Wearable ring measures intensity and frequency of scratching


Scratching ring

A new wearable ring device can accurately gauge how intensely its wearer is scratching their skin. Designed by Akhil Padmanabha at Carnegie Mellon University and colleagues in the US, the device could one day help to improve treatments for millions of people living with chronic itching.

Itching can be triggered by some medical conditions including psoriasis, liver disease, and eczema. It affects some 31 million people in the US alone and in many cases, it can severely impact patients’ sleep, productivity, mood, and overall wellbeing.

To gauge its impact on individual patients, dermatologists usually ask them to rate the severity of their itching on a scale of 1 to 10. However, itching severity is highly subjective to each person so this method is not ideal.

Recently, more robust techniques have started to emerge – including wearable devices that measure when and for how long a patient scratches their skin. So far, however, the intensity of the scratching has been mostly ignored in these assessments.

Measuring intensity

“Increased scratching intensity results in more significant skin damage and has a more pronounced impact on patients’ quality of life,” explains team member, Zackory Erickson. “Our work is one of the first attempts to quantify scratching intensity, a necessary metric for comprehensively understanding itching and its impact on individuals.”

According to the team, its wearable ring device can, for the first time, measure scratching intensity directly. “We accomplished this using a combination of two sensors: a contact microphone and an accelerometer,” explains Padmanabha, who lives with chronic itching caused by severe eczema. “The contact microphone records finger vibrations, while the accelerometer tracks finger and arm accelerations.”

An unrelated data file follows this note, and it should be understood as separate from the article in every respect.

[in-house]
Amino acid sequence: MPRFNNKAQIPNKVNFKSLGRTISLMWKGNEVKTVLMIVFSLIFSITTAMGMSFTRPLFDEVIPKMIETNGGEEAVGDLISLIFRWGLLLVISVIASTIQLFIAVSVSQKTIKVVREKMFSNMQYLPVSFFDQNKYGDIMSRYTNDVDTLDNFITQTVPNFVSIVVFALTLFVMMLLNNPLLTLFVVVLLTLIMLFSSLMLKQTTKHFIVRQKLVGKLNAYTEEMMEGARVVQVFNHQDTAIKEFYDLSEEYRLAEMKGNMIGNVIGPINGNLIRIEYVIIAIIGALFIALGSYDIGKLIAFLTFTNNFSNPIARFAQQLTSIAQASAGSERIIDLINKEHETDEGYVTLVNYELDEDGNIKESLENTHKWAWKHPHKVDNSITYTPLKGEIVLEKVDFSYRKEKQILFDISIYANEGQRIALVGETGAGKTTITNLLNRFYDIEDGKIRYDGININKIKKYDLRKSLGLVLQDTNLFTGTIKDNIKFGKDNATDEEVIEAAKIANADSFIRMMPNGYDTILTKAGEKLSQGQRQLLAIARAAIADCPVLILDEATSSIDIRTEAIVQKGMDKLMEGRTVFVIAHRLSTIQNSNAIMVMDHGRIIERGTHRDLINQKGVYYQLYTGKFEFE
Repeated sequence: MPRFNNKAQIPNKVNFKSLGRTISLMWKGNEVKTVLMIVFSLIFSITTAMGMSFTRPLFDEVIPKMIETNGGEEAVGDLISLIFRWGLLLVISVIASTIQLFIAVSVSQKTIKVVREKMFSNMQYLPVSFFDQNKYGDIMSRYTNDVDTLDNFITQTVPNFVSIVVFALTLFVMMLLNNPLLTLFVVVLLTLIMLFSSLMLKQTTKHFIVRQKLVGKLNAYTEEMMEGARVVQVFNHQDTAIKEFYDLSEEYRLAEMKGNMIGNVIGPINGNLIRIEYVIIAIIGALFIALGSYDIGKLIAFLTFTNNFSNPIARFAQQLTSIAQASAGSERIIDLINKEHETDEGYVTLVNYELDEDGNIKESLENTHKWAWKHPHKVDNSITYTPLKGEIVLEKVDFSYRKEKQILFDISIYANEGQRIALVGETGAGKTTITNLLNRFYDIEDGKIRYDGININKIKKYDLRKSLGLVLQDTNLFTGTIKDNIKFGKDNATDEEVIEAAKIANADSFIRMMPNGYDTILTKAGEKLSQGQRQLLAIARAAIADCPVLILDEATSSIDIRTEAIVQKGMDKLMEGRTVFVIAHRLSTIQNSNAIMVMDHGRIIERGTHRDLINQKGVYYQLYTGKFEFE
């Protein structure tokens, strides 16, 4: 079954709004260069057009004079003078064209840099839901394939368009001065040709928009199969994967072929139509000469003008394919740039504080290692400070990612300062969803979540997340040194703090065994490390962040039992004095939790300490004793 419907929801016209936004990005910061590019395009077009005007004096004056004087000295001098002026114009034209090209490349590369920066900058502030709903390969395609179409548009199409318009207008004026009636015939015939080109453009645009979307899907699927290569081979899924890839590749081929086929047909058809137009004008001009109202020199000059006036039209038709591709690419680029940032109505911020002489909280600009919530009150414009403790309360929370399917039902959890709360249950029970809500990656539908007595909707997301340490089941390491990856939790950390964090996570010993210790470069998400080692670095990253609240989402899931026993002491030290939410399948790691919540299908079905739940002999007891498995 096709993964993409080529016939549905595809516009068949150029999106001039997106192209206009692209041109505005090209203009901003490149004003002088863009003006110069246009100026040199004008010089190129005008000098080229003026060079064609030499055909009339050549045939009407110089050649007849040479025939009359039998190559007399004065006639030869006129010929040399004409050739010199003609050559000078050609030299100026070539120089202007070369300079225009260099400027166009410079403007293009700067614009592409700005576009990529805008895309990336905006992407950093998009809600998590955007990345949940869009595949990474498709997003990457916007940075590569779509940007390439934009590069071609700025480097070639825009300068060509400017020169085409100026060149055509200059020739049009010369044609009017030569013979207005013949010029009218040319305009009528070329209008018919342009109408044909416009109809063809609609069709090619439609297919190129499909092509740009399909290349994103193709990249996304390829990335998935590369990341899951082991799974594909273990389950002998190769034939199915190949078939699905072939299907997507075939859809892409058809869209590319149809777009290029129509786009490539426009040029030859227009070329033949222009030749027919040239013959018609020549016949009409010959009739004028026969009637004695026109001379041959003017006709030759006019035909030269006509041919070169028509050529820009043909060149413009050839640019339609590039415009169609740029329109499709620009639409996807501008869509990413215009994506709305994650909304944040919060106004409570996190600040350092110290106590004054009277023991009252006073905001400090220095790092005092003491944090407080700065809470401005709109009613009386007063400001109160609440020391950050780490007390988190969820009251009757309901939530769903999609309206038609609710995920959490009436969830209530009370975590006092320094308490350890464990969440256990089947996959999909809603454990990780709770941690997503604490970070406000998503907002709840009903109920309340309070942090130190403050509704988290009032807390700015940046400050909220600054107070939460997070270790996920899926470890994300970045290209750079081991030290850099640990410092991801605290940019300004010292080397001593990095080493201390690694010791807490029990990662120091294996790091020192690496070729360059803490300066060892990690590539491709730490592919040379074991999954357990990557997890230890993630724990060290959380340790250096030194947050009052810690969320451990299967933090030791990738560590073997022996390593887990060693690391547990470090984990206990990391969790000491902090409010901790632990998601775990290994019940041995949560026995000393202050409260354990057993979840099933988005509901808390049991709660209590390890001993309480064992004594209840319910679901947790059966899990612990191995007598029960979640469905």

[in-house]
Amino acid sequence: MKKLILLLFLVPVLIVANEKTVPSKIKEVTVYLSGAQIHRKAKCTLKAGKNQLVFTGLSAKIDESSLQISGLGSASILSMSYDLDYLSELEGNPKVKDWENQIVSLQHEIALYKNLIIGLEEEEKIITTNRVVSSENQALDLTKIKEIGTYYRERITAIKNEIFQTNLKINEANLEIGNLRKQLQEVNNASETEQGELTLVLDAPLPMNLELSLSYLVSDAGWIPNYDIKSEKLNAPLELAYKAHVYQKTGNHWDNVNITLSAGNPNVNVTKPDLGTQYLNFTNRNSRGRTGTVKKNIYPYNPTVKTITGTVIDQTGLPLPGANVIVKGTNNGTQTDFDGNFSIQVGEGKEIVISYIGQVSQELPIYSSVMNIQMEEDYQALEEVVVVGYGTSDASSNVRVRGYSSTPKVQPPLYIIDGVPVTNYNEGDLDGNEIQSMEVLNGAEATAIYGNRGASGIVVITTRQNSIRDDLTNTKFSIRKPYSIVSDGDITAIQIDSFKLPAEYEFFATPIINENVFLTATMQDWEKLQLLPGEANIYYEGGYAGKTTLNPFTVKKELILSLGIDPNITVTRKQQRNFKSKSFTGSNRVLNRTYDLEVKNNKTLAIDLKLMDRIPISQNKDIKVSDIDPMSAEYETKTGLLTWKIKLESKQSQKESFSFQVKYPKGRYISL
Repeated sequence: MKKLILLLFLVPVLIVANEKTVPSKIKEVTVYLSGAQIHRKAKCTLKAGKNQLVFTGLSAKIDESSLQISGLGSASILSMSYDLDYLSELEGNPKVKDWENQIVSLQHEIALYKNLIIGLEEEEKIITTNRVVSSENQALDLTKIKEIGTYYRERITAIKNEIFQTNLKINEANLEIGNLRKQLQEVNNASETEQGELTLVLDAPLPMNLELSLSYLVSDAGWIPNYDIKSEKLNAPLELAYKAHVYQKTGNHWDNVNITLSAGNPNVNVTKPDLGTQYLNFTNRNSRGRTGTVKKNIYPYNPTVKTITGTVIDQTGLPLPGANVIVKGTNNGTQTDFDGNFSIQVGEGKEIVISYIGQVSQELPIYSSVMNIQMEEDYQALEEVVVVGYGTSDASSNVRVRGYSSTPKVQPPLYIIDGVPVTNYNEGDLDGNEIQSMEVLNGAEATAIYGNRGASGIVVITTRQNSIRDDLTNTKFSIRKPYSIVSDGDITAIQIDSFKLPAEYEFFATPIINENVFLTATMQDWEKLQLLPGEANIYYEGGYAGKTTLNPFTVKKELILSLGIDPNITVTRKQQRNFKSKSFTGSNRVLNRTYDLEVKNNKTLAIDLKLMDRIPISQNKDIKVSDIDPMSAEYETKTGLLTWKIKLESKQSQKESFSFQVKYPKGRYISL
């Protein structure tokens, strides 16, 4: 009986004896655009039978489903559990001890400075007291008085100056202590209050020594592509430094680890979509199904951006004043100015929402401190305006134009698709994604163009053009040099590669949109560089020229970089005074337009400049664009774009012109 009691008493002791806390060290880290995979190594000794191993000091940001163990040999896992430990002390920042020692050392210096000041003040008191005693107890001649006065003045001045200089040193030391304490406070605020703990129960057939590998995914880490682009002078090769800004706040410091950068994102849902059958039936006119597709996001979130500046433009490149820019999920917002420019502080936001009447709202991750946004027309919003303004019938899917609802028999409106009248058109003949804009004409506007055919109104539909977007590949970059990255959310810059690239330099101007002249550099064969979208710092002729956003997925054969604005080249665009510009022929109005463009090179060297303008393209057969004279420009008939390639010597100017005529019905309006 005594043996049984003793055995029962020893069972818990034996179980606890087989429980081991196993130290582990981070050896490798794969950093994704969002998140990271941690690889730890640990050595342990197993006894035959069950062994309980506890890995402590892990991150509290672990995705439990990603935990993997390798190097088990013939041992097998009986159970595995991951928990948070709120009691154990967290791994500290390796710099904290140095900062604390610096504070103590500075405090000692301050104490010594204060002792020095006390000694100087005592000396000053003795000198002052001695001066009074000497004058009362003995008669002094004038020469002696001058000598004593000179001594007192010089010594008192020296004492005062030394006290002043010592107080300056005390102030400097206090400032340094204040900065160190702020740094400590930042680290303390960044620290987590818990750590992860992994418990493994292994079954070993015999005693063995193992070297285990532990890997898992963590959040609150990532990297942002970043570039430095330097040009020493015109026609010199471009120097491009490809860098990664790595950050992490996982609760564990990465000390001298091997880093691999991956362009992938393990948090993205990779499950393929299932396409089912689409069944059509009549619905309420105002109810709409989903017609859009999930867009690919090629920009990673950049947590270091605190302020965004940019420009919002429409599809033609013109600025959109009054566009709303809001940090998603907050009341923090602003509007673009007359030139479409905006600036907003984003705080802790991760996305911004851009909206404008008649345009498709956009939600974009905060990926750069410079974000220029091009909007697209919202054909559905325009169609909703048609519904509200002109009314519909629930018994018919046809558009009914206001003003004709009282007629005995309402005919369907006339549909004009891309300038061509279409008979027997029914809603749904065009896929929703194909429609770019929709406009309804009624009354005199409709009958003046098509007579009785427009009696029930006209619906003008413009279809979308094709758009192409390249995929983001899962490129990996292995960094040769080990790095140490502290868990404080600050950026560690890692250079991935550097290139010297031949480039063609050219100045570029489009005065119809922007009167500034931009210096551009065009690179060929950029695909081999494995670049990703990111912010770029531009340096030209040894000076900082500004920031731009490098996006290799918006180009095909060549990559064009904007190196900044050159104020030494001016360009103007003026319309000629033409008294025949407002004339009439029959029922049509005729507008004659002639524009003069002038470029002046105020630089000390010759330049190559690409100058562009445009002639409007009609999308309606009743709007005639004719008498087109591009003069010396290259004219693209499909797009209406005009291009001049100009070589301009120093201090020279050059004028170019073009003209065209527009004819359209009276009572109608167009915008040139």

To translate these two quantities into a reliable measure of scratching intensity, the researchers asked a group of healthy volunteers to scratch on a pressure-sensitive tablet while wearing the ring.

Machine learning

They then used the tablet’s recordings to train a machine learning algorithm to estimate scratching intensity – based on a combination of the ring’s acceleration, and the measured frequency of vibrations travelling through the wearers’ fingers. Finally, the system converted this intensity – measured in milliwatts – into a number on the 10-point scale that dermatologists use.

In more traditional patient self-assessments, dermatologists use a change of at least four points on this scale as a standard threshold, alerting them that the treatments they have issued have had a medically significant impact on their patients’ itching.

“Our studies showed that our device achieved a mean absolute error of 1.37 on the same intensity scale, demonstrating the potential to make clinically relevant assessments with far greater precision than standard patient self-reporting,” say team member Carmel Majidi.

The researchers now hope that with a few further improvements, their ring could be used by millions of people living with chronic itching, providing real-time information about the intensity of their scratching. Using these data, dermatologists could then offer treatments which are far better tailored to the unique needs of individual patients.

Team member Sonal Choudhary at the University of Pittsburgh Medical Center explains, “our findings show that wearable devices show strong promise as an objective tool for measuring scratching intensity, allowing for assessment of new drugs in clinical trials and continuous monitoring of itch.” By contributing to these treatments, the device could ultimately help to improve everyday life for millions of people globally.

The device is described in Communications Medicine.

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